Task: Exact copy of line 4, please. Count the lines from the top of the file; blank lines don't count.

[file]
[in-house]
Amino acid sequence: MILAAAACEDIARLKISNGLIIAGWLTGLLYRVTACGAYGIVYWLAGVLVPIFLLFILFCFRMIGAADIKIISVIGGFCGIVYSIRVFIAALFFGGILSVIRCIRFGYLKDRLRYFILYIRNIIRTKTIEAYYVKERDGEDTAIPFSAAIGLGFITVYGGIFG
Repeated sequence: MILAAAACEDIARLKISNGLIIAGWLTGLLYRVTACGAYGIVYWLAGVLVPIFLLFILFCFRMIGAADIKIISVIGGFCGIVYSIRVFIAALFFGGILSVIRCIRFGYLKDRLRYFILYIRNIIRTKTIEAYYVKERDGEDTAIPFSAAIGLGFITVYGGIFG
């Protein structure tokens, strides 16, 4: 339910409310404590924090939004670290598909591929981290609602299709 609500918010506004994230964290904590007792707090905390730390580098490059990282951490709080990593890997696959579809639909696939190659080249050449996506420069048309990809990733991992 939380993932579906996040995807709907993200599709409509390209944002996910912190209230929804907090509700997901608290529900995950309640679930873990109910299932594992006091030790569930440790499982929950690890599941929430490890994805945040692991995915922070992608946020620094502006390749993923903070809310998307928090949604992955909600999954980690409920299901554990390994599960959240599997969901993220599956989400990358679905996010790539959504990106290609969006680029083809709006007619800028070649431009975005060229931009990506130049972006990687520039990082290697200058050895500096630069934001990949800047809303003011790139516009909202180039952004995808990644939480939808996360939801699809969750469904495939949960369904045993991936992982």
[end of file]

């Protein structure tokens, strides 16, 4: 339910409310404590924090939004670290598909591929981290609602299709 609500918010506004994230964290904590007792707090905390730390580098490059990282951490709080990593890997696959579809639909696939190659080249050449996506420069048309990809990733991992 939380993932579906996040995807709907993200599709409509390209944002996910912190209230929804907090509700997901608290529900995950309640679930873990109910299932594992006091030790569930440790499982929950690890599941929430490890994805945040692991995915922070992608946020620094502006390749993923903070809310998307928090949604992955909600999954980690409920299901554990390994599960959240599997969901993220599956989400990358679905996010790539959504990106290609969006680029083809709006007619800028070649431009975005060229931009990506130049972006990687520039990082290697200058050895500096630069934001990949800047809303003011790139516009909202180039952004995808990644939480939808996360939801699809969750469904495939949960369904045993991936992982």